She reasons that to do otherwise would invite a civil war among Republicans who normally help write the quadrennial platform.

The platform pleaders didn’t go near it this time because the platform committee never met, thanks to widespread Wuhan willies.

Think of it as a gift that keeps on killing. A late Christmas gift that Chinese Communist Party General Secretary Xi Jinping and the lovely city of Wuhan surprised us with early this year.

The war that she feels is sure to break out will be among Republicans who normally make the case for this or that social or economic issue. And they would turn into peaceful rioters if they find out Mrs. McDaniel let someone add something without their knowledge and consent — or that they didn’t write themselves.

They couldn’t have met to write the 2020 platform because of those Wuhan willies.

How about a pre-release conference call with the platform people the night before to explain the incorporation of Mr. Trump’s principles and achievements?

Nope, that would not placate the platform crowd, Mrs. McDaniel insists. There would be war!

Really? Even though the platform writers and pleaders are all 100 percent pro-Trump?

Doesn’t anyone think it a bit odd that there’ll be no trace of Trump DNA in a party platform meant to kick off the fall election campaign, especially when the only purpose of that campaign is to keep the Donald and his new Republican Party atop the heap and leading the nation?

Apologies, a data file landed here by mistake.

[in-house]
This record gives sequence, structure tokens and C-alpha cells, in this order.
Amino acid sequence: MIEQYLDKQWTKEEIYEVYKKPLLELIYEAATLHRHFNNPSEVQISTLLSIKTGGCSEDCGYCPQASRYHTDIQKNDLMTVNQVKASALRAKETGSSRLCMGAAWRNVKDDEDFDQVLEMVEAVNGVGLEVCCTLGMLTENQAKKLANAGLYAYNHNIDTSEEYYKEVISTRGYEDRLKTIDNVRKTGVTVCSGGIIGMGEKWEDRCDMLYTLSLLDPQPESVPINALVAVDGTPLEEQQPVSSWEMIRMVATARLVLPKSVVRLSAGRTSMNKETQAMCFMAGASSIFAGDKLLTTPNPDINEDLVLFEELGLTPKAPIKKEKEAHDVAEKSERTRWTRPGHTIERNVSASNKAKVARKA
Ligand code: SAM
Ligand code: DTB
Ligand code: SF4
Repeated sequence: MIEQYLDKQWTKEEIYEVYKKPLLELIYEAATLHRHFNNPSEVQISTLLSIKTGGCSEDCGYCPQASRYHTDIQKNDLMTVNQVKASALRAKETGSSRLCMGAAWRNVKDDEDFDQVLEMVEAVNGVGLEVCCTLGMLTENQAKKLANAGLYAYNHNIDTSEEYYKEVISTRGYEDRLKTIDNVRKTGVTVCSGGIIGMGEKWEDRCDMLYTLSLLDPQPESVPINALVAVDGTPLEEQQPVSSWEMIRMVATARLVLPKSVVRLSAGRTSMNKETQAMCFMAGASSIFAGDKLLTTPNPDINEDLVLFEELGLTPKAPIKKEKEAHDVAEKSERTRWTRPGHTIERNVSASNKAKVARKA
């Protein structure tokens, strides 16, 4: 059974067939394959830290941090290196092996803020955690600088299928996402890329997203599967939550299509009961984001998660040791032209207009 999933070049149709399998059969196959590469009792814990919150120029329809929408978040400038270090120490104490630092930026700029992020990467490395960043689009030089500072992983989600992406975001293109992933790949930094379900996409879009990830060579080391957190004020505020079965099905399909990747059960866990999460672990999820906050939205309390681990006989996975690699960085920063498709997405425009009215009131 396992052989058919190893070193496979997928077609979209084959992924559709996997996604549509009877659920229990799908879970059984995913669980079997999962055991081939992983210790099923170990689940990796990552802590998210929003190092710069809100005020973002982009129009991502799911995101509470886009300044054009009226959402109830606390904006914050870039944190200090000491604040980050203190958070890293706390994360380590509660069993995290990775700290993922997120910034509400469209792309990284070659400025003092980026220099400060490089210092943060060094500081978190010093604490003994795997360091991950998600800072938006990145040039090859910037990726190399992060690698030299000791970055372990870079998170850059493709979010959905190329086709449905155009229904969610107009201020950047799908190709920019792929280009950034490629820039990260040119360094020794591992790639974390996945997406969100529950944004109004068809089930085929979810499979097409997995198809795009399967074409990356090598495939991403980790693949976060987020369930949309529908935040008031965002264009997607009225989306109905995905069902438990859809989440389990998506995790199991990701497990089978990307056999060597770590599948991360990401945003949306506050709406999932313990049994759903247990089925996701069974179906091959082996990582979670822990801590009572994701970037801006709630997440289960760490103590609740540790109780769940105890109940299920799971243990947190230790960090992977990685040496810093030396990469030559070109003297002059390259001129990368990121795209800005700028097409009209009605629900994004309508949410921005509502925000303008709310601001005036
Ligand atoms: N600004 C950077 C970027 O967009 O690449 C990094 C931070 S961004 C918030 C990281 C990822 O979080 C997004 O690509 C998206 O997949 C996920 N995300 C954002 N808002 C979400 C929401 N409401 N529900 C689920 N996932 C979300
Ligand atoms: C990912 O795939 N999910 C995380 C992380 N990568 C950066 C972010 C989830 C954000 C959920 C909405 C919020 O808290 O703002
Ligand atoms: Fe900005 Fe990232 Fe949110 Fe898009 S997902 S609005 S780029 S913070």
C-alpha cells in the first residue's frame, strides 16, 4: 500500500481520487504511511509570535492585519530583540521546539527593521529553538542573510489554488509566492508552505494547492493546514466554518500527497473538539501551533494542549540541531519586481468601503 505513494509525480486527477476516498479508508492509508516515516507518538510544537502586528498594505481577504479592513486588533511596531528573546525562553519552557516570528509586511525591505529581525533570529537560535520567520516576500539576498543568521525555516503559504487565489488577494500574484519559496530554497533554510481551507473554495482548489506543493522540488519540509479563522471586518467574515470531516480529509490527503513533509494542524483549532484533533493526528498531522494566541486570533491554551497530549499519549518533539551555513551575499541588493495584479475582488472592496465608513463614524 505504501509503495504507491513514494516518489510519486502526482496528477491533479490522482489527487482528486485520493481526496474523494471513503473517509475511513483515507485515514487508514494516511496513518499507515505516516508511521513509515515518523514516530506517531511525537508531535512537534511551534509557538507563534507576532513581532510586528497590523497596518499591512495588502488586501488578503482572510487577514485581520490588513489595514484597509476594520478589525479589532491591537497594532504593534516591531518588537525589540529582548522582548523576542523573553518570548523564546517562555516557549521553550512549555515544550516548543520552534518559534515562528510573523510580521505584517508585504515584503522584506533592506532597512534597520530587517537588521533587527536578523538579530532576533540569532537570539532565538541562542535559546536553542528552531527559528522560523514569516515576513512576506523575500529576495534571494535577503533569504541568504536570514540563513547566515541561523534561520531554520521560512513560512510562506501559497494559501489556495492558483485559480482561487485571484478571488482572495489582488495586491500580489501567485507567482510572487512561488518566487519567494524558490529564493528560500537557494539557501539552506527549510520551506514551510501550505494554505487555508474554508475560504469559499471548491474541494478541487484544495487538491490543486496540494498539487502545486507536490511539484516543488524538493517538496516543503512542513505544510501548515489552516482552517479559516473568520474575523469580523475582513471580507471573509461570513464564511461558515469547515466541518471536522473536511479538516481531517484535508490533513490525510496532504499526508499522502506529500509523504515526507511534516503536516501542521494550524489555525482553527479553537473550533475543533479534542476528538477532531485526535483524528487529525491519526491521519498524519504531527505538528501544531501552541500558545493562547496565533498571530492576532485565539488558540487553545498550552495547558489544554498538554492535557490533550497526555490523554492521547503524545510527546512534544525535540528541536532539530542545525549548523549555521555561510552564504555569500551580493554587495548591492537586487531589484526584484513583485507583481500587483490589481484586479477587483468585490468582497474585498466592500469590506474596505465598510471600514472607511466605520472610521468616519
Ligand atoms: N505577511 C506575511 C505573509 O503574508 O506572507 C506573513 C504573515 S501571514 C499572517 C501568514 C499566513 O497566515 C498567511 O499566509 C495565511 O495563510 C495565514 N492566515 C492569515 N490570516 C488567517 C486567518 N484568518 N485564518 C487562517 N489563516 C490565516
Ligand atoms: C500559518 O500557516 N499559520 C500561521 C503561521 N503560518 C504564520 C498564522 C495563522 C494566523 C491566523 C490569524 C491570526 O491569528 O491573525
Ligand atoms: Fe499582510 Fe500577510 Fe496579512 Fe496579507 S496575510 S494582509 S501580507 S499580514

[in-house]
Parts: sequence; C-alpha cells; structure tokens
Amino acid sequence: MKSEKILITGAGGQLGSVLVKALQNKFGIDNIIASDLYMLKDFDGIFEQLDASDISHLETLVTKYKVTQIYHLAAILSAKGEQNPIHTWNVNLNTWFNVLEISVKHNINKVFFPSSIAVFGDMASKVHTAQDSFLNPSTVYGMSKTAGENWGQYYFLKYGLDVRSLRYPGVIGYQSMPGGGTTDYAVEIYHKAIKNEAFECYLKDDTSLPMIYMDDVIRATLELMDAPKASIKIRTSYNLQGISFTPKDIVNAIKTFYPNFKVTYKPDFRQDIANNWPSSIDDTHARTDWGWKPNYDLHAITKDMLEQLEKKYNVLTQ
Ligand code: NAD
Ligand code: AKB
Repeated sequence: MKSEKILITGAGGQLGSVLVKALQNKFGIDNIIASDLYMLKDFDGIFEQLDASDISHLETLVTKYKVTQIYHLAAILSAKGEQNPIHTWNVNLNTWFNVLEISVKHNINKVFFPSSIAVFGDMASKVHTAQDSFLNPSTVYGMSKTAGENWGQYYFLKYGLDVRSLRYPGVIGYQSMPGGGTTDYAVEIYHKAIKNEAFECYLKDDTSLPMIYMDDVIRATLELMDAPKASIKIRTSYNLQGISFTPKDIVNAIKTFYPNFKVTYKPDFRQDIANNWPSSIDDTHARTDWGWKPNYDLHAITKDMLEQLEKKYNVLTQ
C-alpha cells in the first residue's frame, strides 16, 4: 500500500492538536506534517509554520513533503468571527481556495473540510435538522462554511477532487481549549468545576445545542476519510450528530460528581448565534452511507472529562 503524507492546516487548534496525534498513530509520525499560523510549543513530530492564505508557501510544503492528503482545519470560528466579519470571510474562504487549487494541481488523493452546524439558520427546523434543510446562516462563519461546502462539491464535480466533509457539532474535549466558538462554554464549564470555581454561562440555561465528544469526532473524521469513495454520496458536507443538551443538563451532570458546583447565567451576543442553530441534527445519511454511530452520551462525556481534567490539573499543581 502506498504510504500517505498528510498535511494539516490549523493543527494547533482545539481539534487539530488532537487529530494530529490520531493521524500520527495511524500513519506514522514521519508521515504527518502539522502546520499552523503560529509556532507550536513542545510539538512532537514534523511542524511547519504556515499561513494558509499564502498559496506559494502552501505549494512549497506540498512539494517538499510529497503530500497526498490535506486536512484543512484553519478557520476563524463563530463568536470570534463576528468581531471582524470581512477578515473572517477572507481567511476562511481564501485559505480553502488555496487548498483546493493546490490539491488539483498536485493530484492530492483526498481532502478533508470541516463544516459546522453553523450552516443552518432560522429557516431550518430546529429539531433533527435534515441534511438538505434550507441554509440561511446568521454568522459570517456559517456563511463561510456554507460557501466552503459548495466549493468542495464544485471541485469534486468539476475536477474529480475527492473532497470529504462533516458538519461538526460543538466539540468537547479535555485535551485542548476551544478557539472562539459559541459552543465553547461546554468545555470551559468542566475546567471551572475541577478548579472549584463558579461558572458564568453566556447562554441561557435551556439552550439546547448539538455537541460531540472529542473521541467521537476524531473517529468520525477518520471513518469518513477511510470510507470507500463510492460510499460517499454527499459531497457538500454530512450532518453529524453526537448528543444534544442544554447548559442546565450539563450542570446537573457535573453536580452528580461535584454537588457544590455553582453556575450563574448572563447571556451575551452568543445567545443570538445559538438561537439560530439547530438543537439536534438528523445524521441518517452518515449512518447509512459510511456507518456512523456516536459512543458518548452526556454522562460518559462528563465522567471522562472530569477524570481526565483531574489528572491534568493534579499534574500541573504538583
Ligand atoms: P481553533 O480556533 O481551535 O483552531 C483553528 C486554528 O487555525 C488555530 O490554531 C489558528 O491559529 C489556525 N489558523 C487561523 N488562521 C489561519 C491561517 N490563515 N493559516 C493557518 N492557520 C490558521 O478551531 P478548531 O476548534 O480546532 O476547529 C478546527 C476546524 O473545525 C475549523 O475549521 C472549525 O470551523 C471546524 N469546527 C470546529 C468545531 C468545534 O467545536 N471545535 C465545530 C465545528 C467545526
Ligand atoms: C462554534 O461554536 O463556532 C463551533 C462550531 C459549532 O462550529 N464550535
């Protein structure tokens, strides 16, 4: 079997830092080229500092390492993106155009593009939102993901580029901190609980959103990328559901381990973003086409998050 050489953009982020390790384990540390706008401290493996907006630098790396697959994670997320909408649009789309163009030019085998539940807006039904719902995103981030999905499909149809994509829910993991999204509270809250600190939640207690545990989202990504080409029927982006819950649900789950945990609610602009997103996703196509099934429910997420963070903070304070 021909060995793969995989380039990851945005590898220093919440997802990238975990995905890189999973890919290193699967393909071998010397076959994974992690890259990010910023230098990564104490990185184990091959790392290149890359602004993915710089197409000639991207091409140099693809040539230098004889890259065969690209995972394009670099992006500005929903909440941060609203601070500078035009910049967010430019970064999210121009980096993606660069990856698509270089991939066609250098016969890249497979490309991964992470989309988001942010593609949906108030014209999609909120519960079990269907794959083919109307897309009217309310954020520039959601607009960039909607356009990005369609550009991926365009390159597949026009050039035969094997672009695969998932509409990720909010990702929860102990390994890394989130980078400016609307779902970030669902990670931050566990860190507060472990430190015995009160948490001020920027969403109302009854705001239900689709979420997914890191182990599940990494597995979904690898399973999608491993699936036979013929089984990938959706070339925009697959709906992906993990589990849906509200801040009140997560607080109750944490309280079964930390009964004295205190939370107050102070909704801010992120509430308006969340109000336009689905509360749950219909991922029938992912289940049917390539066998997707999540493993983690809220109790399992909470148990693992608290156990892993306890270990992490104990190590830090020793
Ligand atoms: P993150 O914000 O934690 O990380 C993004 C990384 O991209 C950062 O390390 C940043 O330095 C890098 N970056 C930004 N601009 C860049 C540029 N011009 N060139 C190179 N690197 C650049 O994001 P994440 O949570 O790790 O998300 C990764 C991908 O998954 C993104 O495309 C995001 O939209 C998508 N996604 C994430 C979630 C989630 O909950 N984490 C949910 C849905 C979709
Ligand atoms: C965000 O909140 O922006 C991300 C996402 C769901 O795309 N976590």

You can see the logic here. Why tout what’s best in your basket? Why risk winning a presidential election when there’s so much more you can do to ensure you lose it?

A civil war would distract from the heavenly aura of all-for-one, one-for-all unity the White House, Trump campaign and RNC want to convey in their Monday through Thursday mostly-virtual convention. At least, that’s what Mrs. McDaniel told her party.

Normally, the presidential nominee or the president seeking a second term and his campaign organization dictate to the RNC where and when to jump and how high.

Not this time. Is it because the RNC runs smoother than the Trump reelection campaign?

Even if that’s true, the RNC itself is scared of its own shadow. With Mrs. McDaniel at the party’s helm, Republicans lost control of the U.S. House and has lost special elections.

Now it’s the presidency at stake, and with it the need to put Trump DNA into the convention’s holiest document.

The consolation at this point for Republicans is that they aren’t debating whether to put in their platform the accomplishments and principles of someone like Joe Biden.

The 2020 GOP platform would be an empty sheet of paper in that case, no form instead of a short one.

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John Lewis, civil rights icon, dies at 80

John Lewis, the son of Alabama sharecroppers in the Jim Crow era who went on to become the dean of Georgia’s congressional delegation with legendary credentials as both a civil rights fighter and longtime Democratic lawmaker, has died. He was 80. House Speaker Nancy Pelosi confirmed his death late Friday night, calling him “one of…

John Lewis, civil rights icon, dies at 80

John Lewis, the son of Alabama sharecroppers in the Jim Crow era who went on to become the dean of Georgia’s congressional delegation with legendary credentials as both a civil rights fighter and longtime Democratic lawmaker, has died. He was 80.

House Speaker Nancy Pelosi confirmed his death late Friday night, calling him “one of the greatest heroes of American history.”